Saturday, January 19, 2019

What’s all this about Pratt and Whitney Main Gear Box?



Neelam Mathews

With over 13,000 large commercial engines installed, Pratt & Whitney is no amateur to this business. So lets cut some flak. The GTF engine is a class by its one and as a Head of Engineering of a major airline told aerospacediary: “ Technology such as this takes some time to get off ground.” He added: “Remember the battery issue in the 787s? Now we hardly talk about it.”

Even the aviation ministry said recently in-flight shutdown cases in A320neos in India are less than global average but it would do a comparable study to assess the timeline of teething issues in new engines.

So, at a meeting at the ministry when senior aviation ministry officials met with their stakeholders to discuss the GTF performance of the A320neos, the only issue and status to be give by Pratt was regarding the main gearbox and status of root cause analysis. Pratt has said work is on and will be submitted to the DGCA in a few weeks. Secretary Choubey confirmed Pratt is working on resolving the issue related to the main /accessory gear box.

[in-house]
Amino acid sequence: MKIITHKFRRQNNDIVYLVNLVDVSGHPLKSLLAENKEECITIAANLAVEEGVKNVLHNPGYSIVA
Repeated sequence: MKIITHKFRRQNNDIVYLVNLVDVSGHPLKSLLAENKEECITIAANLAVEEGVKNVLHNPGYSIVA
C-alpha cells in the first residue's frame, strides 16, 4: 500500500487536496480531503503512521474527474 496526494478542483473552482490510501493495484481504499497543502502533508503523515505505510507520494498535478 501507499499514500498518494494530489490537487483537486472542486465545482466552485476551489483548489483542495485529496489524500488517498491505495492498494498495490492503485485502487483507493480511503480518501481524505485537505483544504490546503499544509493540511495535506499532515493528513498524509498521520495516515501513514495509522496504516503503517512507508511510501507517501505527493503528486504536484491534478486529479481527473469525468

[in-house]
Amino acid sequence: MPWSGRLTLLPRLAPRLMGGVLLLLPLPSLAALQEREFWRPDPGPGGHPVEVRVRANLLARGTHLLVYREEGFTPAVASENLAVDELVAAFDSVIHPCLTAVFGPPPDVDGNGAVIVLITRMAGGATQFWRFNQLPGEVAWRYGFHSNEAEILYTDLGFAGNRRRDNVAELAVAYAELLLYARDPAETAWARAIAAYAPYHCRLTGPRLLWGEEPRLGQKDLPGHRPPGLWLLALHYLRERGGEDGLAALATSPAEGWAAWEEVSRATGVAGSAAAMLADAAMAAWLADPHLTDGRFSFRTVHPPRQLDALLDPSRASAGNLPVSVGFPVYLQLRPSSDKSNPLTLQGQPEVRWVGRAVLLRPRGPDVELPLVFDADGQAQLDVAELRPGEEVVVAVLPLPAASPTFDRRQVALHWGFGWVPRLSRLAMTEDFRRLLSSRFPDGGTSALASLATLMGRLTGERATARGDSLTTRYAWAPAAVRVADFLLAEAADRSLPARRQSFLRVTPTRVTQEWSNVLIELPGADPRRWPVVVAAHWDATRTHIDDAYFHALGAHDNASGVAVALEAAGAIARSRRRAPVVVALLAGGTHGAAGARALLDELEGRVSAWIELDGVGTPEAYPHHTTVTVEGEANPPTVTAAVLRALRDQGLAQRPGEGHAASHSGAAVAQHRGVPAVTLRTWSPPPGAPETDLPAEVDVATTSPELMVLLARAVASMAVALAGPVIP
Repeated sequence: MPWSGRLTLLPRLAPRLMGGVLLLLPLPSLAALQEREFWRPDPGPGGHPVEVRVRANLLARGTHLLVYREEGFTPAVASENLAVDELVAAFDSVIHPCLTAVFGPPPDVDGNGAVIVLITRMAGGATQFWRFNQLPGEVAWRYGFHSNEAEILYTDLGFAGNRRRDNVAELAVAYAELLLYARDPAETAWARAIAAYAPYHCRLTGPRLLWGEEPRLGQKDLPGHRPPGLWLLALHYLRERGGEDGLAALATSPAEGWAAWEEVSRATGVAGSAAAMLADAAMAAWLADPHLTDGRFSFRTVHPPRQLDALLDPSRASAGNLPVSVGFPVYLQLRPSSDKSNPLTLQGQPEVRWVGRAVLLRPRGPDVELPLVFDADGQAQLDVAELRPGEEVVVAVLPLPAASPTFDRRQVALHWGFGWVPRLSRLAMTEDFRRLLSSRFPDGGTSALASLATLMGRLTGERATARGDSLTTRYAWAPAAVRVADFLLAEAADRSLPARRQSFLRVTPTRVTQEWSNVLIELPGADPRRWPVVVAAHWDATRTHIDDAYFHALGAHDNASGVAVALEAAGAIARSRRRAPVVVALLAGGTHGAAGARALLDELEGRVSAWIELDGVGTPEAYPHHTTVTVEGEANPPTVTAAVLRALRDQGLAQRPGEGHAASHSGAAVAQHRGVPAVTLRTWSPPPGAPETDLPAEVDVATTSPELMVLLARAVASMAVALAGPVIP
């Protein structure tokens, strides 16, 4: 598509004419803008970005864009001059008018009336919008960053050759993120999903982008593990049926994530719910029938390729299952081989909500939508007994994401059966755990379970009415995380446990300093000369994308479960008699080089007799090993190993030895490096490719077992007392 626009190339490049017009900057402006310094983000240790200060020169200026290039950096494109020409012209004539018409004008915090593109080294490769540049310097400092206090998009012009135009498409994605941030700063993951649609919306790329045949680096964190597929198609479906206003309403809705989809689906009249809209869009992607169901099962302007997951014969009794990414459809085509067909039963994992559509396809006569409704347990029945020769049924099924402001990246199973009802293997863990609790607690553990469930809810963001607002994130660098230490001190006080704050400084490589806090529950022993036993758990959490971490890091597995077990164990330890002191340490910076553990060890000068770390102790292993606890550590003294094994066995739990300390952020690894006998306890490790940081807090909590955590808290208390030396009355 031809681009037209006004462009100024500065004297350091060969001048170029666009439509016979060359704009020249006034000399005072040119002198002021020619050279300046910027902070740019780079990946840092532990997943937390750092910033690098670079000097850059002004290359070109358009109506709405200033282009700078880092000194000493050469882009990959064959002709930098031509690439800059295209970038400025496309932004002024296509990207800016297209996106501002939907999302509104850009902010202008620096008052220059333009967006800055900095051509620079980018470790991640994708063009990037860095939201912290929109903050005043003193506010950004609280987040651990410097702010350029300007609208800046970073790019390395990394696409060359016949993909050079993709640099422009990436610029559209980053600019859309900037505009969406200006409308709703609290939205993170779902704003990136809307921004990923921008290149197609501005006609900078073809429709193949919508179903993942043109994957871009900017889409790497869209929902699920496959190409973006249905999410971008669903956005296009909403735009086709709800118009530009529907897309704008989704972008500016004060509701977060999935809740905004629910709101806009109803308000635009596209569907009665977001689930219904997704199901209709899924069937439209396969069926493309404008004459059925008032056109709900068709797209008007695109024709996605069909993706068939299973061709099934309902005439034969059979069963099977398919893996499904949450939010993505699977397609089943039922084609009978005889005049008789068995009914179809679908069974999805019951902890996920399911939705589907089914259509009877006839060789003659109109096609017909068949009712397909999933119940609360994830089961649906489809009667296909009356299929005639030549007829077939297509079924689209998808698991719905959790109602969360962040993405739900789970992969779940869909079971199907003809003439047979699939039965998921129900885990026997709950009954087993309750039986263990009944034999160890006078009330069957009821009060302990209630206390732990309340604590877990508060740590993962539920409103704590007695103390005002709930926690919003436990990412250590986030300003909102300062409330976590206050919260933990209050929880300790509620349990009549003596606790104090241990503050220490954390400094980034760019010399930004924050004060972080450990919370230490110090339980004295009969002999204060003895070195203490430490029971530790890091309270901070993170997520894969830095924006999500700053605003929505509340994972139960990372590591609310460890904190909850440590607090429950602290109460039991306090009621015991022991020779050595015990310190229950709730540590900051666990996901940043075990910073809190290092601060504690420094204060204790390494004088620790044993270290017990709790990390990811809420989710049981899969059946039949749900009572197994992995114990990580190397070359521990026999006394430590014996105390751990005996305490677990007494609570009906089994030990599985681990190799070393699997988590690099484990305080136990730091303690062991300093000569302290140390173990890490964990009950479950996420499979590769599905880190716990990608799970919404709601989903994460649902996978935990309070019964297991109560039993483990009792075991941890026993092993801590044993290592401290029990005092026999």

There seems to be some confusion regarding the main gear box (MGB) which is a standard component of every engine, with the fan drive gear system which is unique and central to the architecture of the GTF engine.  There were a few incidents with the MGB on a GTF engine which occurred late last year and earlier this year.

It is essential to know the main gear box is:
·        
 A standard engine component, not specific to  the GTF, that provides power for aircraft and engine systems.
·        
The aircraft has three sources of power: two MGBs (one per engine) plus an APU (auxiliary power unit), so there are multiple  redundancies built into the aircraft.
The MGB sits outside the engine; the fan drive gear system is separate from the MGB.

Friday, January 18, 2019

Mumbai Summit Highlights India’s Challenges, Potential

Neelam Mathews
Jan 17, 2019

As aviation infrastructure development lags behind India’s highly competitive and rapidly growing aviation market, the industry is getting a positive response from the international community looking for opportunities to invest in ground, air, and space infrastructure.